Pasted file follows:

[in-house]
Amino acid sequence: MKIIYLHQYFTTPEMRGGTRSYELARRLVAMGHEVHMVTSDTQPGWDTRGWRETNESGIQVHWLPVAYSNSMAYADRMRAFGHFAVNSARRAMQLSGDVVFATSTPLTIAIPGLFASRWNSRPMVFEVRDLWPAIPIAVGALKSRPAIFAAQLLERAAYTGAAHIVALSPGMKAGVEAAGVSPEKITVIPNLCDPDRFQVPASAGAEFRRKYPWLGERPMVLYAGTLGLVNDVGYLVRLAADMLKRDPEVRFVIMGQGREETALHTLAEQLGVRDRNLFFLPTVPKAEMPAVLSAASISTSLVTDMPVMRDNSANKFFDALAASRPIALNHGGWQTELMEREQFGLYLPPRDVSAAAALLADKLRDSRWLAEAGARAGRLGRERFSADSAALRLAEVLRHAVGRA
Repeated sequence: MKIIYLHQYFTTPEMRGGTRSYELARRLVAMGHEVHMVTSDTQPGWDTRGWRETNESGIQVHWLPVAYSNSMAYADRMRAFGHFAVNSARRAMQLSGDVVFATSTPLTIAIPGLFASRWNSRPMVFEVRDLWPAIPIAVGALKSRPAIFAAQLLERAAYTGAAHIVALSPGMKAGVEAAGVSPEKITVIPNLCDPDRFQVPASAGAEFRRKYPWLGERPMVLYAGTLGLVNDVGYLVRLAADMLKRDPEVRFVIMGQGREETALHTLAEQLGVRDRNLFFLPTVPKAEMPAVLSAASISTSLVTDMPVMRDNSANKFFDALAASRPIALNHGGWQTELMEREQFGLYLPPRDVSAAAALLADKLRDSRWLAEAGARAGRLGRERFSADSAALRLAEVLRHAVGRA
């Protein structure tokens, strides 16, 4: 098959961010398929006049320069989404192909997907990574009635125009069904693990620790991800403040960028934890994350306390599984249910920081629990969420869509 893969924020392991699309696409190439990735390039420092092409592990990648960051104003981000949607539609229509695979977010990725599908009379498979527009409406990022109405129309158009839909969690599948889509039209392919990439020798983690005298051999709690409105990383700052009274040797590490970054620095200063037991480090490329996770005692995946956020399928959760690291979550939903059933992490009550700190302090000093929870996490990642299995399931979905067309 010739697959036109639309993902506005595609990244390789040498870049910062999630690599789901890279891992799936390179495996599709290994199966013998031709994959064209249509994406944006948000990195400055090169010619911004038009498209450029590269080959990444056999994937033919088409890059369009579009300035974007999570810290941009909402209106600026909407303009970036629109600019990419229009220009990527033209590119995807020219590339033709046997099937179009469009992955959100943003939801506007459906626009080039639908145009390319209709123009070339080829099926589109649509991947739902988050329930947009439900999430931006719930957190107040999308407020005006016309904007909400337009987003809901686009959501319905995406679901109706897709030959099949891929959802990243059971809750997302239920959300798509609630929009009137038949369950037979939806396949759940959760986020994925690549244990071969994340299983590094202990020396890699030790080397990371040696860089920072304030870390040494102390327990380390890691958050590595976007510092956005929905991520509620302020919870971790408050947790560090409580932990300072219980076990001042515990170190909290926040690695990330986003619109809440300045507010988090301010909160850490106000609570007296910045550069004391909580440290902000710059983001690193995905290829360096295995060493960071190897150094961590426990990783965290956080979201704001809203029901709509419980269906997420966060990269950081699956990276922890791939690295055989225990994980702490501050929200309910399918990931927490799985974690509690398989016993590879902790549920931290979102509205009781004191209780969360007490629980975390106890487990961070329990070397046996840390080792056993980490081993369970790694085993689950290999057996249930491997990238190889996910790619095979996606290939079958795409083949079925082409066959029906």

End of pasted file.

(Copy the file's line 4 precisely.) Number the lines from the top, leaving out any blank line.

């Protein structure tokens, strides 16, 4: 098959961010398929006049320069989404192909997907990574009635125009069904693990620790991800403040960028934890994350306390599984249910920081629990969420869509 893969924020392991699309696409190439990735390039420092092409592990990648960051104003981000949607539609229509695979977010990725599908009379498979527009409406990022109405129309158009839909969690599948889509039209392919990439020798983690005298051999709690409105990383700052009274040797590490970054620095200063037991480090490329996770005692995946956020399928959760690291979550939903059933992490009550700190302090000093929870996490990642299995399931979905067309 010739697959036109639309993902506005595609990244390789040498870049910062999630690599789901890279891992799936390179495996599709290994199966013998031709994959064209249509994406944006948000990195400055090169010619911004038009498209450029590269080959990444056999994937033919088409890059369009579009300035974007999570810290941009909402209106600026909407303009970036629109600019990419229009220009990527033209590119995807020219590339033709046997099937179009469009992955959100943003939801506007459906626009080039639908145009390319209709123009070339080829099926589109649509991947739902988050329930947009439900999430931006719930957190107040999308407020005006016309904007909400337009987003809901686009959501319905995406679901109706897709030959099949891929959802990243059971809750997302239920959300798509609630929009009137038949369950037979939806396949759940959760986020994925690549244990071969994340299983590094202990020396890699030790080397990371040696860089920072304030870390040494102390327990380390890691958050590595976007510092956005929905991520509620302020919870971790408050947790560090409580932990300072219980076990001042515990170190909290926040690695990330986003619109809440300045507010988090301010909160850490106000609570007296910045550069004391909580440290902000710059983001690193995905290829360096295995060493960071190897150094961590426990990783965290956080979201704001809203029901709509419980269906997420966060990269950081699956990276922890791939690295055989225990994980702490501050929200309910399918990931927490799985974690509690398989016993590879902790549920931290979102509205009781004191209780969360007490629980975390106890487990961070329990070397046996840390080792056993980490081993369970790694085993689950290999057996249930491997990238190889996910790619095979996606290939079958795409083949079925082409066959029906």